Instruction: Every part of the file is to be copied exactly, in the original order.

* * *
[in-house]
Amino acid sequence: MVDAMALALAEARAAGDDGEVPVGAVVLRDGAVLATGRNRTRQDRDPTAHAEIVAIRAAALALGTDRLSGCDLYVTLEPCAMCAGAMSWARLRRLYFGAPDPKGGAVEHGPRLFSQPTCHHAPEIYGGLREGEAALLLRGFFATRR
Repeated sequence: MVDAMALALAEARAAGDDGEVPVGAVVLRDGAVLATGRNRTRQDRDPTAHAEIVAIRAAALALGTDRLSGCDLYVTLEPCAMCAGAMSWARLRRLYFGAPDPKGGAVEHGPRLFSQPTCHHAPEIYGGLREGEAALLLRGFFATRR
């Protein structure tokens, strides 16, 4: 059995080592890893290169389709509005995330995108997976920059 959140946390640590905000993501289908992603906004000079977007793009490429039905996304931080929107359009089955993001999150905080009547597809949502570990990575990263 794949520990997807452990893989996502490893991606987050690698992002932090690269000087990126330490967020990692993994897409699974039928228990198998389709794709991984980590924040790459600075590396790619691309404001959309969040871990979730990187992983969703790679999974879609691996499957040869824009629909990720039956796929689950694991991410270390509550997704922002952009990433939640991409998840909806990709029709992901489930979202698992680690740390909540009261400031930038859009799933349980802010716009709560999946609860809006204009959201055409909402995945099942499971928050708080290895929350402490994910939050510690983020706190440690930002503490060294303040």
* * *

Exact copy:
[in-house]
Amino acid sequence: MVDAMALALAEARAAGDDGEVPVGAVVLRDGAVLATGRNRTRQDRDPTAHAEIVAIRAAALALGTDRLSGCDLYVTLEPCAMCAGAMSWARLRRLYFGAPDPKGGAVEHGPRLFSQPTCHHAPEIYGGLREGEAALLLRGFFATRR
Repeated sequence: MVDAMALALAEARAAGDDGEVPVGAVVLRDGAVLATGRNRTRQDRDPTAHAEIVAIRAAALALGTDRLSGCDLYVTLEPCAMCAGAMSWARLRRLYFGAPDPKGGAVEHGPRLFSQPTCHHAPEIYGGLREGEAALLLRGFFATRR
């Protein structure tokens, strides 16, 4: 059995080592890893290169389709509005995330995108997976920059 959140946390640590905000993501289908992603906004000079977007793009490429039905996304931080929107359009089955993001999150905080009547597809949502570990990575990263 794949520990997807452990893989996502490893991606987050690698992002932090690269000087990126330490967020990692993994897409699974039928228990198998389709794709991984980590924040790459600075590396790619691309404001959309969040871990979730990187992983969703790679999974879609691996499957040869824009629909990720039956796929689950694991991410270390509550997704922002952009990433939640991409998840909806990709029709992901489930979202698992680690740390909540009261400031930038859009799933349980802010716009709560999946609860809006204009959201055409909402995945099942499971928050708080290895929350402490994910939050510690983020706190440690930002503490060294303040």